The drawings are also a resource for works that I create later. I redraw loosely from my original drawings, sometimes altering them a little to suit my new purposes, but the essence remains. My present project is using drawings from a 2009 trip that went up through the centre of Australia, through the Kimberley, down the Western Australia coast and home to New South Wales via the Nullarbor Plain between July and September.

I cut sheets of watercolour paper to postcard-sized rectangles 150 x 105 mm and started, choosing images that worked with the shape, and adding the handwritten notes that I put in my sketchbook. The intention is to make these into a book, possibly a concertina that will show the progression of images, but that will evolve later. I’m not sure how many drawing I will do either … so far I have completed 6 and one is in its pen and ink stage, before I add the colour. I have included it to show how they begin.

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Odds and ends at the end of the year

Over the last few weeks I have been working on a range of different artworks, in a somewhat disjointed way. I have had the (totally delightful) distraction of the unexpectedly early arrival of my first grandchild, a little girl called Lumi. She was tiny, but is thriving, clearly a determined individual! And now the lead-up to Christmas provides other distractions.

On one day last week I heard that I had made two sales, very different artworks in different places. One was a painting, sold through Bluethumb, an online gallery. I have had work there for about a year and a half and had previously sold two paintings to the same buyer, but that was all, so this was a nice surprise. The other sale was one of my miniature hand-made books which was in an end of year group show, this too was quite unexpected. Neither work is new, but I had faith in them both, so it is good to know people liked them! The painting is called ‘Enigma’ and is oil on board and the book is called ‘Sleeping Beauty in Short, a book in a box’.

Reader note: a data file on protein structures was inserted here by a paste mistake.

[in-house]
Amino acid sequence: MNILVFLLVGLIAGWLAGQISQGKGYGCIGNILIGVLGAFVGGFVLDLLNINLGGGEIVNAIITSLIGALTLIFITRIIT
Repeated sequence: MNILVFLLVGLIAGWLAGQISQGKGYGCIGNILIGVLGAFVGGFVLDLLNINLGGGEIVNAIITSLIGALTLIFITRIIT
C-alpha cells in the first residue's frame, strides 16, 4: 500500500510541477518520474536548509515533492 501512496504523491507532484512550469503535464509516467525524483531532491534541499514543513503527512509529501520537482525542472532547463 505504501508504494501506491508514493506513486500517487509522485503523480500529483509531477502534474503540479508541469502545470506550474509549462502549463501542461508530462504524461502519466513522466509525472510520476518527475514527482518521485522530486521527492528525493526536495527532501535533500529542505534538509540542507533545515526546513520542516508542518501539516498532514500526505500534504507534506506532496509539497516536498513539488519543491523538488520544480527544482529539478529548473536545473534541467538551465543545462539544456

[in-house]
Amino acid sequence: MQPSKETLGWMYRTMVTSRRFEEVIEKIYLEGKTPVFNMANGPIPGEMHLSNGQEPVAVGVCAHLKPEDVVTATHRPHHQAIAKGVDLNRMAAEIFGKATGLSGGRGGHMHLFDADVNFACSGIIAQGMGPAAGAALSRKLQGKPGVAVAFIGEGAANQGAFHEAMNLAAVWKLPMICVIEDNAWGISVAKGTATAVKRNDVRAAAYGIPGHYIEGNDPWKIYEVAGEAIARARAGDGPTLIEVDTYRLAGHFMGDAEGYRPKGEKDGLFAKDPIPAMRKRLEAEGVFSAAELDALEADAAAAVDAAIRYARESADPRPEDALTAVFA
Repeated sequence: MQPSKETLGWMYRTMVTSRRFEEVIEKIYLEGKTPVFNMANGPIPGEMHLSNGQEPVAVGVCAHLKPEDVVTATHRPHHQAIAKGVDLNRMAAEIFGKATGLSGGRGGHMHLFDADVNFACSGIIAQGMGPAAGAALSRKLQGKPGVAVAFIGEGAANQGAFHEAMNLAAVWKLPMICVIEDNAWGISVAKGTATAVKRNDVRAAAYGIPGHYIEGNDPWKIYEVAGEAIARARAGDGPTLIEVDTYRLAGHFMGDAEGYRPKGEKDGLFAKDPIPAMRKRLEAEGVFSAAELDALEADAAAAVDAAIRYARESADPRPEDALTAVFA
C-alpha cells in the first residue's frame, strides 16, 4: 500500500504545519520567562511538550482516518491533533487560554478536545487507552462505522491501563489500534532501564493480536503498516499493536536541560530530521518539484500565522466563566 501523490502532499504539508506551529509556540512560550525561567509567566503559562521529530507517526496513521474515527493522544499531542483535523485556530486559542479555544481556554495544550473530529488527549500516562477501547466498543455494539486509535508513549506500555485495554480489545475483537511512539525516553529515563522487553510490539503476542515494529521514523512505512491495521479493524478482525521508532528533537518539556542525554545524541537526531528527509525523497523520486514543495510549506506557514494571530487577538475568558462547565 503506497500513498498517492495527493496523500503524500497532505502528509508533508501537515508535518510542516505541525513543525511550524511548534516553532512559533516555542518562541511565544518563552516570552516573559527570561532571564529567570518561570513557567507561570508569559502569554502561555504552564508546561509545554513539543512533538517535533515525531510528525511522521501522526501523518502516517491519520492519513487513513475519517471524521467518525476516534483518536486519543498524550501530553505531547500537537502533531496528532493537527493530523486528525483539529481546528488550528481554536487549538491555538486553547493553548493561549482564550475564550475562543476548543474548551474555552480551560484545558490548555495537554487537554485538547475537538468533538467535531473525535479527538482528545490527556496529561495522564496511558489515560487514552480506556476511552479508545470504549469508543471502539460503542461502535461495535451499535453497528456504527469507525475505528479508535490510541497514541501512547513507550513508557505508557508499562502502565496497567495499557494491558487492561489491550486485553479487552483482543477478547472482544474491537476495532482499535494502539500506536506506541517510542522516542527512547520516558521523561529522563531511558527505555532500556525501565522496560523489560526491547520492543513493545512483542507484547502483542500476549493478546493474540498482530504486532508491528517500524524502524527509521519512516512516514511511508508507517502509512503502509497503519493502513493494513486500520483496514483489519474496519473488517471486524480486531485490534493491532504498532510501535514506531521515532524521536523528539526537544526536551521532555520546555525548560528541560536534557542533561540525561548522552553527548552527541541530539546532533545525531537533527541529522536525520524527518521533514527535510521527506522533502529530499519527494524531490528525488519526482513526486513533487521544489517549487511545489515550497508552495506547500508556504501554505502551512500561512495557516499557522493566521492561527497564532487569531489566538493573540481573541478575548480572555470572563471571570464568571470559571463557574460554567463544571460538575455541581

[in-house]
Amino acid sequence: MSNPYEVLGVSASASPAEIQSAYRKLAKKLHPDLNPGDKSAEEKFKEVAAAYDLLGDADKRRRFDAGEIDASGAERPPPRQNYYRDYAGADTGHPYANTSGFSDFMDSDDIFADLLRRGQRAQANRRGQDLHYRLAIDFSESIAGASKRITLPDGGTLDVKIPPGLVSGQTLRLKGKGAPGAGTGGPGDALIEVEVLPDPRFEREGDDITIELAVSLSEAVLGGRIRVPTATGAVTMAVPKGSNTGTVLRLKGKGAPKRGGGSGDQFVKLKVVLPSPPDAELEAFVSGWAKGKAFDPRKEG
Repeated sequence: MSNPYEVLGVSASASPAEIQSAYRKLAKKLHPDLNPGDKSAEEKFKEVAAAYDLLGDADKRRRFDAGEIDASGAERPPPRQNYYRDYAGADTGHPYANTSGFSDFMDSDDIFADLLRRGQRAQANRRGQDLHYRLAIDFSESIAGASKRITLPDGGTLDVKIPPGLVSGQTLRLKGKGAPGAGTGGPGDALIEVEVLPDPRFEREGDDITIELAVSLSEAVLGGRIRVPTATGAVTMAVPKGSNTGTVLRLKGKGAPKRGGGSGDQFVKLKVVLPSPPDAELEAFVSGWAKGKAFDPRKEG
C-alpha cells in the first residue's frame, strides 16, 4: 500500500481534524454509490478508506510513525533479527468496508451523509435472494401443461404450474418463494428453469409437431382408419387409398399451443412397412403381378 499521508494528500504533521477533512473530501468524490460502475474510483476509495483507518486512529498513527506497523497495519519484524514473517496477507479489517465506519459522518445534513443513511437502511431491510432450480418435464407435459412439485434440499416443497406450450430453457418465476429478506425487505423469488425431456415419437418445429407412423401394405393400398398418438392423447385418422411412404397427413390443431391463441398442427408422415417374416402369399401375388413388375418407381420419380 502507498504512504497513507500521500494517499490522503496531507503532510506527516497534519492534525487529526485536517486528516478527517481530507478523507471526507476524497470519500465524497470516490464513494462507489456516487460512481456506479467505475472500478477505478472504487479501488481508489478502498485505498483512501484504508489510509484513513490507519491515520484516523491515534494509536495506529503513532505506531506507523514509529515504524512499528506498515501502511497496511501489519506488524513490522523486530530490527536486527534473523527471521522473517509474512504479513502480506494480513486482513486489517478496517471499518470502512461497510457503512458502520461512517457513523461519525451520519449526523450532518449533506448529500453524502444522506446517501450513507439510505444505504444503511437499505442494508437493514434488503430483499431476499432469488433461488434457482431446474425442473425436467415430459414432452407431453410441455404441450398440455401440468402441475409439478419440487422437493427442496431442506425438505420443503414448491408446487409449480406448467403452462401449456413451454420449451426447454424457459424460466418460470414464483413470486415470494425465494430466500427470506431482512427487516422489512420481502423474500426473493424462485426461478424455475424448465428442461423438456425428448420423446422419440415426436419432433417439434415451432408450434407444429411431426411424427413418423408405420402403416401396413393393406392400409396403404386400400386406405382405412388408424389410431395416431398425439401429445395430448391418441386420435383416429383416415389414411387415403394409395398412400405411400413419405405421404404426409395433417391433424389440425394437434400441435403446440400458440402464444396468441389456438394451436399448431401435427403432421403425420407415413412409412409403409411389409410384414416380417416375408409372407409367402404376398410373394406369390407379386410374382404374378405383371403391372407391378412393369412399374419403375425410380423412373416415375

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Etching is a print medium I have always loved, but have done little of in recent years. It is time-consuming and heavy on equipment, so when a printmaker friend who is also a magnificent teacher said she was going to conduct two mentor workshops in using aluminium plates (as opposed to copper or zinc which I have used in the past) I seized the opportunity. We had a small group of wonderful artists, it was an enormously pleasurable experience and I was reminded of the scope within etching, and how much I enjoy it. There are a few fundamental differences with using aluminium – the acid for etching is very gentle, and easily accessible from any hardware store, and there is no need to go through the complexities of applying aquatint in order to create tones, as when areas of the aluminium are left exposed in the acid, it bites leaving a texture on the plate. The darkness of the tone can be controlled by how long the plate is left in the acid – it can be pulled out and blockout applied to the areas to be kept lighter. The downside is that it can be unpredictable, and it is more difficult to obtain the clear, fine lines that are possible on copper or zinc, but this unpredictability is what I am hoping to exploit when I make more plates next year. The first image below was comparatively controlled, the second one is the same size (10 x 15 cm) and was more experimental in the way I blocked out areas, then wiped off bits of the blockout in an almost random way.